Lucid Interval To See Re-Issue

Posted: August 6, 2011 in metal

CEPHALIC CARNAGE will see the official re-issue of the fan-favorite Lucid Interval album this September via Relapse Records. The Lucid Interval re-issue features expanded packaging and a previously unreleased bonus track. Lucid Interval will be available in stores once again starting on September 13th. Additional information and pre-order options can be found here.
Additionally, CEPHALIC CARNAGE have partnered up with label-mates EXHUMED for two-months of international touring this fall. The two bands will head to Europe in early October for a tour that will kick-off with a performance as part of the Way of Darkness Festival in Germany. Following, CEPHALIC CARNAGE and EXHUMED, along with Louisiana’s GOATWHORE, will embark on a four-week North American tour

08/06/11 Las Vegas, NV United States Cheyanne Saloon
w/ Exhumed. Macabre, Withered
08/07/11 Hollywood, CA United States The Key Club
w/ Exhumed. Macabre, Withered
10/08/11 Lichtenfels, Germany Way of Darkness Fest
10/09/11 Osnabrück, Germany Bastard Club
w/ Exhumed
10/10/11 Berlin, Germany Comet
w/ Exhumed
10/11/11 Hamburg, Germany Hafenklang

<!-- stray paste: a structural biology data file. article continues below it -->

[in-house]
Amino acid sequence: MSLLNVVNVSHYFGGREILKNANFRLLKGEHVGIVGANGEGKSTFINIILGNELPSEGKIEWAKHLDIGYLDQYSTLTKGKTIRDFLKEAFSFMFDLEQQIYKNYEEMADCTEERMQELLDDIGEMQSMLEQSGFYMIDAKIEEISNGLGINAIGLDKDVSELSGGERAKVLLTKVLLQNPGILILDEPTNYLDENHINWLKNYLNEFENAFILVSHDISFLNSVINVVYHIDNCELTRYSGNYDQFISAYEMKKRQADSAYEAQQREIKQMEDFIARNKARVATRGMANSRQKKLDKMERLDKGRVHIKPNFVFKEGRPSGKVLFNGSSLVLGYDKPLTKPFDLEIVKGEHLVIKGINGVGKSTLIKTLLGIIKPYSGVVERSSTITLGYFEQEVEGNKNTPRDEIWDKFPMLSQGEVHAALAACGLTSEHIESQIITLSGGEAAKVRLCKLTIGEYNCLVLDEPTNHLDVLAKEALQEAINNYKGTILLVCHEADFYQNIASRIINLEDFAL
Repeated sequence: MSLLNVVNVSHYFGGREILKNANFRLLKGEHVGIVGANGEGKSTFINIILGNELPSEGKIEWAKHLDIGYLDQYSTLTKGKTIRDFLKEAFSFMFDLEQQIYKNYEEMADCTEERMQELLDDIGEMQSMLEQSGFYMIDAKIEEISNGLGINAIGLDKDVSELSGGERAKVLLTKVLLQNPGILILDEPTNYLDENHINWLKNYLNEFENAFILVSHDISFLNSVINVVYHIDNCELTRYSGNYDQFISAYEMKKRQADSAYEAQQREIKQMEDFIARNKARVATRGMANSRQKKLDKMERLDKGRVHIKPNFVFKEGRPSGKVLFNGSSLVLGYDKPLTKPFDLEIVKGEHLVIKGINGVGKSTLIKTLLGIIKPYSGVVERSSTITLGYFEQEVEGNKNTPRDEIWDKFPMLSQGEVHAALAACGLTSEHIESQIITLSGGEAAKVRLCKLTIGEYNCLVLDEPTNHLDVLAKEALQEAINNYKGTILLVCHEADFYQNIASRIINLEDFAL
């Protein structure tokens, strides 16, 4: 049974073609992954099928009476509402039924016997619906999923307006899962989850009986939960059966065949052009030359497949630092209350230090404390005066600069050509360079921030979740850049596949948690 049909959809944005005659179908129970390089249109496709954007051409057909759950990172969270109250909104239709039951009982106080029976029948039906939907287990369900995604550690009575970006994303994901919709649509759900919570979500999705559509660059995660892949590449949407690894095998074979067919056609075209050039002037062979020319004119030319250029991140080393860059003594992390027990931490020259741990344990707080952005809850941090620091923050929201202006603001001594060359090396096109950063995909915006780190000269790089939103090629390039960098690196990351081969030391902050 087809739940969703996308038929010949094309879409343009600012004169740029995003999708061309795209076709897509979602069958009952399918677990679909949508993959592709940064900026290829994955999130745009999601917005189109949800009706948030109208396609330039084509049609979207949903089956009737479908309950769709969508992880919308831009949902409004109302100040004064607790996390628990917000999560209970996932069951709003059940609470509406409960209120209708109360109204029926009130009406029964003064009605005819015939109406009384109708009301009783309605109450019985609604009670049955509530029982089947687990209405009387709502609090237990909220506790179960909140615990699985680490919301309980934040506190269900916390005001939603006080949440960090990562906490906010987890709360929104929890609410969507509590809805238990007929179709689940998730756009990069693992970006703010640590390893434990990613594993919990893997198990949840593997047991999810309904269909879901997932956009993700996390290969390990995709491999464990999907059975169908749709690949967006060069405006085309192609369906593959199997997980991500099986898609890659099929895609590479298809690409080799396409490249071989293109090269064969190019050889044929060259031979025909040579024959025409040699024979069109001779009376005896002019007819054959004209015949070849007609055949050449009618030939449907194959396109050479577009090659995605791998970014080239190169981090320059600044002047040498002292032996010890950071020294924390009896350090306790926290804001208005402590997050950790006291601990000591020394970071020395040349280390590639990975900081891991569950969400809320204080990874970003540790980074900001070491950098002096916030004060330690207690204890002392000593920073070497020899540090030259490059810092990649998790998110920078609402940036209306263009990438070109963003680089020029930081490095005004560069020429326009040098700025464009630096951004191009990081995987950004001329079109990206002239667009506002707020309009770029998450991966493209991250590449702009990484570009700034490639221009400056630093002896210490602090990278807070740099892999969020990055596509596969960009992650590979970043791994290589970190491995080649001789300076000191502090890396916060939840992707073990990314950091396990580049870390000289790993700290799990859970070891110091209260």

w/ Exhumed
10/12/11 Copenhagen, Denmark The Rock
w/ Exhumed
10/13/11 Brussels, Belgium Magasin 4
w/ Exhumed
10/14/11 Tilburg, Netherlands 013
w/ Exhumed
10/15/11 Munchen, Germany Feierwerk
w/ Exhumed
10/16/11 Prague, Czech Republic Exit Chmelnice
w/ Exhumed
10/17/11 Vienna, Austria Arena
w/ Exhumed
10/18/11 Ljubljana, Slovenia Gala Hala
w/ Exhumed
10/19/11 Rome, Italy Rock Club
w/ Exhumed
10/20/11 Romagnano, Italy Rockand Roll Arena
w/ Exhumed
10/21/11 Bochum, Germany Zwischenfall
w/ Exhumed
10/26/11 Gallup, NM United States The Juggernaut
w/ Exhumed, Havok
10/27/11 Amarillo, TX United States Sorority House
w/ Exhumed, Havok
10/28/11 Oklahoma City, OK United States The Conservatory
w/ Exhumed, Goatwhore, Havok
10/29/11 St. Louis, MO United States Fubar
w/ Exhumed, Goatwhore, Havok
10/30/11 Chicago, IL United States Reggies
w/ Exhumed, Goatwhore, Havok
10/31/11 Detroit, MI United States I-Rock
w/ Exhumed, Goatwhore, Havok
11/01/11 Columbus, OH United States Al Rosa Villa
w/ Exhumed, Goatwhore, Havok
11/02/11 Rochester, NY United States Montage Music Hall
w/ Exhumed, Goatwhore, Havok
11/03/11 Toronto, ON Canada Wreck Room
w/ Exhumed, Goatwhore, Havok
11/04/11 Montreal, QC Canada Les Foufounes Electrique
w/ Exhumed, Goatwhore, Havok
11/06/11 Quebec City, QC Canada Cafe-Bar L’Agitee
w/ Exhumed, Goatwhore, Havok
11/08/11 Worcester, MA United States Palladium
w/ Exhumed, Goatwhore, Havok
11/09/11 Brooklyn, NY United States Europa
w/ Exhumed, Goatwhore, Havok
11/10/11 Trenton, NJ United States Championship Bar and Grille
w/ Exhumed, Goatwhore, Havok
11/11/11 Wilmington, DE United States Mojo 13
w/ Exhumed, Goatwhore, Havok
11/12/11 Baltimore, MD United States Sonar
w/ Exhumed, Goatwhore, Havok
11/13/11 Charlotte, NC United States Casbah @ Tremont Music Hall
w/ Exhumed, Goatwhore, Havok
11/14/11 Atlanta, GA United States Masquerade